In addition to the combination of available immune checkpoint inhibitors, many other strategies to explore the addition of novel agents to pembrolizumab are underway. Many of these combinations are in early phase testing; however, a few combinations have made it to late phases of clinical trial testing. Pembrolizumab is being studied in combination with talimogene laherperavec (also known as Imlygic or T-VEC) in the Masterkey-265 Phase Ib/III trial. T-VEC is an oncolytic virus, based on a modified herpes simplex strain, which has been shown to be effective in the management of advanced melanoma patients with superficial metastatic disease (eg, cutaneous and superficial nodal metastases).43 The virus is directly injected into melanoma tumors where it is able to infect and replicate in the cancerous cells resulting in cell lysis. The virus also has been designed to encode the granulocyte macrophage colony stimulating factor (GM-CSF) protein, which results in additional immune stimulus in the tumor microenvironment upon cell lysis. T-VEC has been approved for patients with metastatic melanoma and superficial injectable disease. Presentation of the Phase Ib portion of the Masterkey trial combining T-VEC with pembrolizumab was presented at ASCO in 2016.44 The combination had a confirmed response rate of 48% and a 33% grade ≥3 toxicity rate. The trial has currently transitioned into a Phase III comparative study evaluating T-VEC with pembrolizumab versus pembrolizumab with placebo.
Another late phase study that has now completed enrollment and is awaiting results is the ECHO-301 trial (NCT02752074). This study is evaluating epacadostat, which is a novel immunomodulatory drug inhibiting activity of the indoleamine 2,3-dioxygenase (IDO) enzyme. IDO plays an important role in tryptophan metabolism in the tumor microenvironment and has been shown to support tumor immune escape. In a Phase I trial, epacadostat and pembrolizumab were studied in advanced solid tumors and included a melanoma cohort of patients.45 In the melanoma cohort (n=19), the response rate was 57% and a disease control rate of 73% was observed. Common toxicities included fatigue, diarrhea, rash, arthralgias, and nausea, which are similar to pembrolizumab alone toxicities. The promising results of this study have led to the ECHO-301 trial, which has enrolled advanced melanoma patients to receive either pembrolizumab with epacadostat or pembrolizumab with placebo.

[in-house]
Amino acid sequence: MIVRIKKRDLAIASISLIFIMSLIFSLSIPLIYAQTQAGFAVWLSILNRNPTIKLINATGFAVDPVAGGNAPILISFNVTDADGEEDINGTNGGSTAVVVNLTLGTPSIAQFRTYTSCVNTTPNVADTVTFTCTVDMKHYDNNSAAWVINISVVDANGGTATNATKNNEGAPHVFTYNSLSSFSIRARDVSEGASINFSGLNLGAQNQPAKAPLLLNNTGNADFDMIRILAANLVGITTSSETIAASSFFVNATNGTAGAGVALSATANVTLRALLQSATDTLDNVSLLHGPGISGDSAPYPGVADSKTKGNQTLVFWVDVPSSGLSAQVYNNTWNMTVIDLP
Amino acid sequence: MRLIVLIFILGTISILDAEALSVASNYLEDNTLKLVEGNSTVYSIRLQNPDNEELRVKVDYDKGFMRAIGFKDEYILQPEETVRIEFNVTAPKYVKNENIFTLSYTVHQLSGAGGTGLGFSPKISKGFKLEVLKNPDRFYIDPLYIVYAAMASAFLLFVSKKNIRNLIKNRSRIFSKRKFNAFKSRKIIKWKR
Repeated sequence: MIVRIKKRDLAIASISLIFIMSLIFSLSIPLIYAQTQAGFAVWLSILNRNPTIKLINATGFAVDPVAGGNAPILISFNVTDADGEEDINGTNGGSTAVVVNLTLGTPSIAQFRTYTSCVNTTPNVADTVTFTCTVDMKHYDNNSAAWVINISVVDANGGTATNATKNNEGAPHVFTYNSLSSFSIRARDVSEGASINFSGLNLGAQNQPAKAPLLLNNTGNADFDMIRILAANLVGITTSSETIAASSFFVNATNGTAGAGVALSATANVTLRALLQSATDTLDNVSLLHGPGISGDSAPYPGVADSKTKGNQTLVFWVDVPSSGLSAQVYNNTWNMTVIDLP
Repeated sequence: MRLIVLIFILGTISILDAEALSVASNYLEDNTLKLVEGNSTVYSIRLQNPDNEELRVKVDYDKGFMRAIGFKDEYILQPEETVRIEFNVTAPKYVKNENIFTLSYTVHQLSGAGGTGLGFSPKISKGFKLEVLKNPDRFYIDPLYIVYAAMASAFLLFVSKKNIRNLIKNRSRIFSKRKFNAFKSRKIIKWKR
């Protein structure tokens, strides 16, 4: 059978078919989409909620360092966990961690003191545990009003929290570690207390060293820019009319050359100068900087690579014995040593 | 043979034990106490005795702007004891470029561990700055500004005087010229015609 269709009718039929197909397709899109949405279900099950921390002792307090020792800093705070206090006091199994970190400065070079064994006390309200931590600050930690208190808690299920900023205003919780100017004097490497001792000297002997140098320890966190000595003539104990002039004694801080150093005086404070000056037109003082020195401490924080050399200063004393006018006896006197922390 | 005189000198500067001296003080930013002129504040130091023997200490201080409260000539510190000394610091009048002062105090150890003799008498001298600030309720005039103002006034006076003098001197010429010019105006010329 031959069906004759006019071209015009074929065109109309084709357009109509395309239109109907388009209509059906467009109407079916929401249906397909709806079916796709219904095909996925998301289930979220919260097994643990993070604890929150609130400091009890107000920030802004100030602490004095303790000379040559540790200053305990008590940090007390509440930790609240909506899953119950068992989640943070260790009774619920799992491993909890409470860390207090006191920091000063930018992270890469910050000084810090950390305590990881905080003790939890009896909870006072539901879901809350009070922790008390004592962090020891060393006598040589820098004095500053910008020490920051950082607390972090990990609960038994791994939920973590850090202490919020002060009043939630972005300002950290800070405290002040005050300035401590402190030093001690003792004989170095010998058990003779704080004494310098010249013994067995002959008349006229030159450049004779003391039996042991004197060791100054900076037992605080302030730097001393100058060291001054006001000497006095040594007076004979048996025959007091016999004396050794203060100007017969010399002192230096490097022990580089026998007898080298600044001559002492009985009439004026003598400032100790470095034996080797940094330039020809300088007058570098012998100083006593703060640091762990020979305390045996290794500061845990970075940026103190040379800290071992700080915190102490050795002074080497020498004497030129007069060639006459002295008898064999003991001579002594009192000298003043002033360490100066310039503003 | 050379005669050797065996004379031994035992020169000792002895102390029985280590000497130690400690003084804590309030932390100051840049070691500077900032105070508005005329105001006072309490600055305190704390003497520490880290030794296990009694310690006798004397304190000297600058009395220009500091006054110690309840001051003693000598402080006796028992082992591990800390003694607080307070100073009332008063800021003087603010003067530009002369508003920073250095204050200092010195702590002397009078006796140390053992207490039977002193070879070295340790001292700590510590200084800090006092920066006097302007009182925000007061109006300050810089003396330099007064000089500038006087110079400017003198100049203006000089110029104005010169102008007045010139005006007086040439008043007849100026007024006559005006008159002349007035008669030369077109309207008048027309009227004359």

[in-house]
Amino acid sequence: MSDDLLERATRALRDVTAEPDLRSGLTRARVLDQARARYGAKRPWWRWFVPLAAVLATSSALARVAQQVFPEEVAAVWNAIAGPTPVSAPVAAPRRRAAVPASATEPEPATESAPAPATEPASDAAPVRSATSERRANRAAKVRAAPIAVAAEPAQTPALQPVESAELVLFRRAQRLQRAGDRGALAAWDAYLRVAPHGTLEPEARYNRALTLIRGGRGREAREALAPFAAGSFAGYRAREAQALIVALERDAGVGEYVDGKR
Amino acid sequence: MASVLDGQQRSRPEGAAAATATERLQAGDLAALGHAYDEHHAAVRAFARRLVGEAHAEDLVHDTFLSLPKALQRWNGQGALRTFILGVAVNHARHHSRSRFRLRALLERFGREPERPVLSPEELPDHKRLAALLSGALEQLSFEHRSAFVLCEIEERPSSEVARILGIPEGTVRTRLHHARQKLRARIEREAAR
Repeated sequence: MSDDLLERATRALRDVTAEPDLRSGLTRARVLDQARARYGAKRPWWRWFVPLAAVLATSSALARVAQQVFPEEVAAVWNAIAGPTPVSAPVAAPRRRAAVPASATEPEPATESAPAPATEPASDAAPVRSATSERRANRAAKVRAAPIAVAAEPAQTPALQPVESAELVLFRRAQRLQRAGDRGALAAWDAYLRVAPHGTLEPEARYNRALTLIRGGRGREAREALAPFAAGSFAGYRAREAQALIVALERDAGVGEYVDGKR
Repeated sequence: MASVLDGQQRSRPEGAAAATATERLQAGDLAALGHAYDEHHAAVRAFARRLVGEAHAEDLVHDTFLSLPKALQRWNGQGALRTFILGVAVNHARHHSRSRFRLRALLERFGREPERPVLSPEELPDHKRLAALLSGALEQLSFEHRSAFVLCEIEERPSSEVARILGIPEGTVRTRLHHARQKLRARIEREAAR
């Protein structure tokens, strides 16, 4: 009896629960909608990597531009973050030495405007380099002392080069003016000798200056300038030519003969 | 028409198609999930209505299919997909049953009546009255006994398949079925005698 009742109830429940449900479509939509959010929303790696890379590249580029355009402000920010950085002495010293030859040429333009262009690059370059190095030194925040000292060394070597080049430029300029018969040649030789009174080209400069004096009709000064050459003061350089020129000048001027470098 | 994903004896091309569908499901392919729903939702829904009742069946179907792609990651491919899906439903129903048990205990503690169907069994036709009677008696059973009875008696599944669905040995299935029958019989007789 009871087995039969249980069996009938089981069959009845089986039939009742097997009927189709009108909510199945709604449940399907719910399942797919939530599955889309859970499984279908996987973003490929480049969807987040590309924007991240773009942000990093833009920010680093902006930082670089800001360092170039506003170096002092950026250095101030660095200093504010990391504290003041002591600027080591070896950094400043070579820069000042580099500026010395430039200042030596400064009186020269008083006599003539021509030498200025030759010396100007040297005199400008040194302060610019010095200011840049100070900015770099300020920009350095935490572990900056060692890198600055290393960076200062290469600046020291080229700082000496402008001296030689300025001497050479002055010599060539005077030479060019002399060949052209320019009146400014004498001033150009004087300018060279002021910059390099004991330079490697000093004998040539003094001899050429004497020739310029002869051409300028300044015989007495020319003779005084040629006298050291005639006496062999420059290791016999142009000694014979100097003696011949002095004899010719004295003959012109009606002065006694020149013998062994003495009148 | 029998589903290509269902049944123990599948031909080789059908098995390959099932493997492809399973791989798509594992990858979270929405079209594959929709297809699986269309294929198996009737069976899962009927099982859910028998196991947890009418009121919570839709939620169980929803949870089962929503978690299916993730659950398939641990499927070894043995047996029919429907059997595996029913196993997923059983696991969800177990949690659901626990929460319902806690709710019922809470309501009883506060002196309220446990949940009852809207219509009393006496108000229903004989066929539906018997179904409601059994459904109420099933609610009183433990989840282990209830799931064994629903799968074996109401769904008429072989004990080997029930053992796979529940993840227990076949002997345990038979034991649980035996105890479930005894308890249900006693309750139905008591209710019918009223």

A variety of other trials evaluating pembrolizumab combination treatments are underway, including combinations with BRAF and MEK inhibitors, other unique immune-checkpoint inhibitors, vaccines, cytotoxic therapies, and radiation therapy (Table 2). Recent search on clinicaltrials.gov reveals >70 combination studies with pembrolizumab in melanoma alone. Based on pembrolizumab’s efficacy and acceptable toxicity profile, it is easy to understand the rationale for wanting to combine it with other agents. However, identifying which are the most effective combinations and how to apply them clinically, based on individual patient tumor “immune phenotypes”, will certainly be a challenging task for years to come.
Pembrolizumab in the adjuvant setting
Highly effective adjuvant therapy for high-risk resected stage II and III melanoma has been lacking for decades. In the 1990s, interferon was FDA approved based on improvement in recurrence-free survival (RFS) compared to placebo; however, no OS advantage has been seen with the drug.46 Subsequent studies of interferon evaluating various dosing schedules and combinations with other agents such as vaccines and cytotoxics also have failed to improve OS outcomes in randomized trials. Additionally, interferon has a high toxicity profile with poorly tolerated flu-like symptoms being common. A PEGylated form of interferon was FDA approved in 2011 based on improved RFS compared to placebo, but still there was no improvement survival; however, this new formulation is more convenient to administer.47